Though both disc and drum brakes relied on the same basic principles (friction and heat) to slow a vehicle down, the disk brake’s design was far superior to that of the drum. Since drum brakes were enclosed, heat builds up much quicker, while since disk brakes were fully exposed to the outside air, so they allowed for monumentally better cooling. That in turn reduced fade and made for more consistent braking.

The concept itself was quite quite simple, a real example of “Why hasn’t someone done this before?”. However, as it turned out, while the general idea might’ve seemed simple, the hardest part was actually getting it to work and perfecting it to perform reliably.

Read: Alfa Romeo Creates A Gold Giulia Quadrifoglio For The Mille Miglia

They decided to test their concept at the Mille Miglia, figuring all the hard braking on the winding mountainous roads would surely put the new tech through its paces. And they were right, as it helped them greatly during the race. The disc brakes allowed the driver to carry their speed much further into a corner, as well as apply greater braking force as late as possible without worrying about overheating. Eventually, they perfected their technology, and as is with so many other automotive advances, it eventually found its way to the cars driven by everyday people on public roads.

Filmed around eight years ago but never released, when Sir Stirling Moss passed away in April 2020, the producers of the documentary decided to take the original footage they’d shot and start again to create this film, and eventually they were able to release this brand new reworking of the project so that the story can be told.

You can watch the whole thing for yourself below.

Even luxury brands are not impervious to the trend for greener vehicles, not to mention ever-tightening emission regulations. One such example is the 2021 Range Rover, which is available with a plug-in hybrid 2.0-liter four-cylinder powertrain.

We must admit that the idea of a 2.0-liter four-cylinder engine under the bonnet of the Range Rover, even when aided by a plug-in hybrid system, still sounds a bit weird, but apparently, Land Rover did a great job on this occasion.

Read More: 2022 Range Rover Interior Spied With Larger Infotainment System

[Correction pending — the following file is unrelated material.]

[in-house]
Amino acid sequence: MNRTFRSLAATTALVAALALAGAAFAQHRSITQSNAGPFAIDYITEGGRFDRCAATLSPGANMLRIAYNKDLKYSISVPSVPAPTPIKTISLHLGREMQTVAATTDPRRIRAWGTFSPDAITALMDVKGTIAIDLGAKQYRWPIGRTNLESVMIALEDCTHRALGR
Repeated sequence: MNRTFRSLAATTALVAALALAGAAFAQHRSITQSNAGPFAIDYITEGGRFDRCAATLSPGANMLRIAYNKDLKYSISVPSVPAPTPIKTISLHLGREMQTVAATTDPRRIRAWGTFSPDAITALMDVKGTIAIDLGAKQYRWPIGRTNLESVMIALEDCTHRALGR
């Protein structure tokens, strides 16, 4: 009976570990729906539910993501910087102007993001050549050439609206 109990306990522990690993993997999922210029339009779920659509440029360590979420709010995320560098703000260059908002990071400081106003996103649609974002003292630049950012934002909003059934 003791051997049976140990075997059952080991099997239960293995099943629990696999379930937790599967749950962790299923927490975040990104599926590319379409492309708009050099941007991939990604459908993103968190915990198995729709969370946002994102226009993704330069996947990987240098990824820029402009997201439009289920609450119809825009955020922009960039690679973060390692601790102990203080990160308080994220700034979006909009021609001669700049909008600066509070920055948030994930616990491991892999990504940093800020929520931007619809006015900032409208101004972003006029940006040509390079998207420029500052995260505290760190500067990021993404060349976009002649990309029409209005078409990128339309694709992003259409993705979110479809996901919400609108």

Carwow reviewed the latest 2021 Range Rover P400e to find out if this electrified variant is still capable of impressing new and old customers alike.

The plug-in hybrid version of the 2021 Range Rover offers a combined, and very respectable, 398 HP (404 PS) and 472 lb-ft (640 Nm) of torque by pairing a 295 HP 2.0-liter petrol with a 141 HP electric motor and a 13.1 kWh battery pack.

0-62 mph (100 km/h) comes in 6.4 seconds, while Land Rover claims a pure EV range of up to 25 miles (40 km), CO2 emissions of just 75g/km, and a fuel economy of up to 84.8 mpg UK (3.3 lt/100km / 70.61 mpg US) on the WLTP combined cycle.

2021 is also a landmark year for the Range Rover, as the model celebrates its 50th anniversary. To mark the occasion, Land Rover also offers a limited 50th Anniversary Fifty edition, as well as three new special editions: Westminster, Westminster Black, and SVAutobiography Black.

While the plug-in hybrid powertrain isn’t the smoothest in combining the power from its two power sources, it manages to move the 2.5-tonne SUV quite swiftly and offers enough electric juice to cover short distances within city limits with zero emissions.

In addition, the Range Rover retains the plush ride quality and an expensive atmosphere in its cabin, two factors that played a crucial role in gaining so many customers over the years. Sure, new models may look more modern -and sportier- at places, but the Range Rover remains a classic status symbol.

At least until the new-generation Range Rover arrives, which shouldn’t be far away.